Development of a cryopreservation method for marine and freshwater teleost spermatozoa

M. Ohta, T. Unuma (Reproduction Div.), and K. Kawamura (Genetics Div.)

  A common method for cryopreservation of sperm of both a marine (Japanese eel) and a freshwater spawning teleost (Japanese bitterling) was developed. We investigated and compared the effects of various factors, such as cryoprotectants extenders, equilibration time, activating solutions, temperature before immersion in liquid nitrogen (LN), and cooling rates on post-thaw motility of the spermatozoa of both species spermatozoa were compared.

  Techniques of sperm cryopreservation have been established for various benefits such as (1) Transport of gametes, (2) Systematic mating for maintenance of genetic diversity in the cultured stock, (3) Storage of spermatozoa of uniform quality for evaluating egg quality, (4) Utilization of individual genes with high and economical value. In addition, we are trying to develop methods for conserving the genetic resourced of threatened and endangered teleosts using combinations of sperm cryopreservation with androgenesis, in which embryonic chromosomes are derived only from spermatozoa.
  Sperm cryopreserved with the diluent constituted of 10% methanol plus 90% fetal bovine serum (FBS) showed a higher percentage and longer duration of motility than those that had been cryopreserved with 90% FBS and 10% of other representative cryoprotective agents (Figs. 1 and 2). Spermatozoa, cooled to -40℃ and then immediately immersed in LN, had a greater post-thaw percentage of motile spermatozoa than those cooled -20, -60, or -80℃. The post-thaw percentage of motile spermatozoa increased significantly with decreases in the freezing rate from -70 to -5℃/min (Figs. 3 and 4). This trend was similar in the spermatozoa of both freshwater teleost (Japanese bitterling) and sea-spawner teleost (Japanese eel) which are taxonomically greatly different. Thus the method for cryopreservation of spermatozoa obtained in our experiments (10% methanol plus 90% FBS as a cryopreservation diluent and samples should be cooled to -40℃ at a low freezing rate) seems to be applicable for many teleost species.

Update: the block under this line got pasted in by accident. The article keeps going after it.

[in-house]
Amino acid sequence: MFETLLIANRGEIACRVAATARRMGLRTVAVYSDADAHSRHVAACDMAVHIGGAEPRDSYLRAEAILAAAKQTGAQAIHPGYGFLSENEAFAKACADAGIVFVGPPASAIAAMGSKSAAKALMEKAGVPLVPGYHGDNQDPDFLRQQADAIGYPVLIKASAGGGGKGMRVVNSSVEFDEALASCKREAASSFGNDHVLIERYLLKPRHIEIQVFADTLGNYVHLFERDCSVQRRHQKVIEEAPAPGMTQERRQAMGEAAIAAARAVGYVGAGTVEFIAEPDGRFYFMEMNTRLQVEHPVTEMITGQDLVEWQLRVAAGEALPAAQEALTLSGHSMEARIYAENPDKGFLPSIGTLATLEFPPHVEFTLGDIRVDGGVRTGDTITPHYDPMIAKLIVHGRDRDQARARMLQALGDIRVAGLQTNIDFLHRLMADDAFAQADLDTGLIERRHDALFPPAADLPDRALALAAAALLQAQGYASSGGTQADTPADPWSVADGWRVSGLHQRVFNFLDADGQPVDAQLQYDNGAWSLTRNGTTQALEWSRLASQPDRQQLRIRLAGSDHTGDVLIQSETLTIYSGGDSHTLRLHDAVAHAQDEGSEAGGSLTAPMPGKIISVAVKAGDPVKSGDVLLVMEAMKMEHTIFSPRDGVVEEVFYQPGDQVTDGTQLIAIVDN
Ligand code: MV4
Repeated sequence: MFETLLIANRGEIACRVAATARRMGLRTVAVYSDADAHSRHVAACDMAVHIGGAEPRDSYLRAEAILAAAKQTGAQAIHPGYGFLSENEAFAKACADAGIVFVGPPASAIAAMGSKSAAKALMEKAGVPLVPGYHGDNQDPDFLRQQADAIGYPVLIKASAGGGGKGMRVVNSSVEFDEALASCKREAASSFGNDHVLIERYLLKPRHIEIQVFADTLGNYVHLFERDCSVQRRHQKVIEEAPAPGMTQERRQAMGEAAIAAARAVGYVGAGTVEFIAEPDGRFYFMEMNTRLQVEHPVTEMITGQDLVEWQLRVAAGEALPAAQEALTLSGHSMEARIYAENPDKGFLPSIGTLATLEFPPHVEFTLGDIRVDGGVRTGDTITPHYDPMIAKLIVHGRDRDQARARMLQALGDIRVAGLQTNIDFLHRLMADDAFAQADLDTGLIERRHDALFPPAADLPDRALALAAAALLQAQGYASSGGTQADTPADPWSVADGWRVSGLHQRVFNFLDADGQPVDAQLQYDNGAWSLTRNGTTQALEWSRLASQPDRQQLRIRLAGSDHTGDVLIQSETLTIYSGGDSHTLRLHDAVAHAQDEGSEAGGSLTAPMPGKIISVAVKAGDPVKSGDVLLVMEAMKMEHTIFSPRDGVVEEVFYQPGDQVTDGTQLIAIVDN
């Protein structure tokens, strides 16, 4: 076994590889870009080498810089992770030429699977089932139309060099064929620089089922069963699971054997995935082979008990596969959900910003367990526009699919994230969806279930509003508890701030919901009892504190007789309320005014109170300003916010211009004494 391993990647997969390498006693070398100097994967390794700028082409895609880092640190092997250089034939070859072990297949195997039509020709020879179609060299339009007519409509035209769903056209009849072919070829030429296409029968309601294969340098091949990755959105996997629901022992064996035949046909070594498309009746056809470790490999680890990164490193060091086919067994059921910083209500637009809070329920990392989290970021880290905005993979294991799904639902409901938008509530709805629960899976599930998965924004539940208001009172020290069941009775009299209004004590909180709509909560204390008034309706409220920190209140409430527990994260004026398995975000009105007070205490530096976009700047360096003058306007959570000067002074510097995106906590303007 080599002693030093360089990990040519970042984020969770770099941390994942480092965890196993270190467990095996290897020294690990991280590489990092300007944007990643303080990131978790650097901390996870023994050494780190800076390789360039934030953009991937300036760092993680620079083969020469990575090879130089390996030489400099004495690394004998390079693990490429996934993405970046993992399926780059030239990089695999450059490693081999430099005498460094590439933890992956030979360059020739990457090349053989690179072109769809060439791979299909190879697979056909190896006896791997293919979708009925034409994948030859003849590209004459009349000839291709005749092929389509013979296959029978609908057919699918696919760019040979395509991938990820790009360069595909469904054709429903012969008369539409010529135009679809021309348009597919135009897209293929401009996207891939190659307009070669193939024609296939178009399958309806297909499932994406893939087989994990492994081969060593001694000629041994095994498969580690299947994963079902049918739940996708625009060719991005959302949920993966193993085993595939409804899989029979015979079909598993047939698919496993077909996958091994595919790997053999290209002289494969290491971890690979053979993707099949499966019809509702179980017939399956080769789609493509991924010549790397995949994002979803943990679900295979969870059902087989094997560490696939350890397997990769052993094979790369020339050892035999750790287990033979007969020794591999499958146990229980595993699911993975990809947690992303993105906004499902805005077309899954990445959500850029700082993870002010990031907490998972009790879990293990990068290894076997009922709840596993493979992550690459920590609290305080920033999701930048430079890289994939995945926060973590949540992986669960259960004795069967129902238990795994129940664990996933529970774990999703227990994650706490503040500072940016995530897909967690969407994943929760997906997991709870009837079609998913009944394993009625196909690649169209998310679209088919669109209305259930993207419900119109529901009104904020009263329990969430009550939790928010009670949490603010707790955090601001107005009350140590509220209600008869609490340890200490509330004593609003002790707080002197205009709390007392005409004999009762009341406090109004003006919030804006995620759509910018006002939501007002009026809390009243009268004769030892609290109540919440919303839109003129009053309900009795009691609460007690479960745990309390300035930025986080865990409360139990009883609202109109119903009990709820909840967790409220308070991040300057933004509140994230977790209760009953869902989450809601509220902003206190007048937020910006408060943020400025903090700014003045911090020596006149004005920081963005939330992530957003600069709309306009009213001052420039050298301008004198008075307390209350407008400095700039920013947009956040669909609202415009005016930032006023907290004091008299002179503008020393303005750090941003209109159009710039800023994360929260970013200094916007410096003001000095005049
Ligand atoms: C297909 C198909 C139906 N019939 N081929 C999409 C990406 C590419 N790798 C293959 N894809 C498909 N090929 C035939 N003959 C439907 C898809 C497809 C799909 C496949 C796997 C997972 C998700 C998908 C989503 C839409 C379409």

1) Ohta et al., (2001). Cryopreservation of the sperm of the Japanese bitterling. J. Fish Biol., 58, 670-681.
2) Ohta et al., (2001). Control by the environmental concentration of ions of the potential for motility in Japanese eel spermatozoa. Aquaculture, 198, 339-351.
3) Gwo et al., (1999). Cryopreservation of sperm from the endangered Formosan landlocked salmon. Theriogenology, 51, 569-582. 

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